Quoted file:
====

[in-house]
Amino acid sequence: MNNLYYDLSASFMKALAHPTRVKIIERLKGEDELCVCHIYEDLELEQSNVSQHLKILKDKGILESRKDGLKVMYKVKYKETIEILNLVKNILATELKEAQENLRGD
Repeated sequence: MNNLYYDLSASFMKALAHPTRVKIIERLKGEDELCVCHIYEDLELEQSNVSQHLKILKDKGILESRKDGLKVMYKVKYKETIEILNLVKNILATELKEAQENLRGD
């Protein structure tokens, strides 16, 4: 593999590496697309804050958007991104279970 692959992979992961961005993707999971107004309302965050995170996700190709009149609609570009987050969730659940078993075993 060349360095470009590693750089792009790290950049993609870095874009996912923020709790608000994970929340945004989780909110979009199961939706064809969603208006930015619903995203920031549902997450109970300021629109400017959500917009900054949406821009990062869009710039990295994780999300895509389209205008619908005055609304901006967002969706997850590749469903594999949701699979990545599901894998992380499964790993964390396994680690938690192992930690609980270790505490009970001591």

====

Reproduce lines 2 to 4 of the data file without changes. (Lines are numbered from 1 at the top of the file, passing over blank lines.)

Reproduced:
Amino acid sequence: MNNLYYDLSASFMKALAHPTRVKIIERLKGEDELCVCHIYEDLELEQSNVSQHLKILKDKGILESRKDGLKVMYKVKYKETIEILNLVKNILATELKEAQENLRGD
Repeated sequence: MNNLYYDLSASFMKALAHPTRVKIIERLKGEDELCVCHIYEDLELEQSNVSQHLKILKDKGILESRKDGLKVMYKVKYKETIEILNLVKNILATELKEAQENLRGD
């Protein structure tokens, strides 16, 4: 593999590496697309804050958007991104279970 692959992979992961961005993707999971107004309302965050995170996700190709009149609609570009987050969730659940078993075993 060349360095470009590693750089792009790290950049993609870095874009996912923020709790608000994970929340945004989780909110979009199961939706064809969603208006930015619903995203920031549902997450109970300021629109400017959500917009900054949406821009990062869009710039990295994780999300895509389209205008619908005055609304901006967002969706997850590749469903594999949701699979990545599901894998992380499964790993964390396994680690938690192992930690609980270790505490009970001591």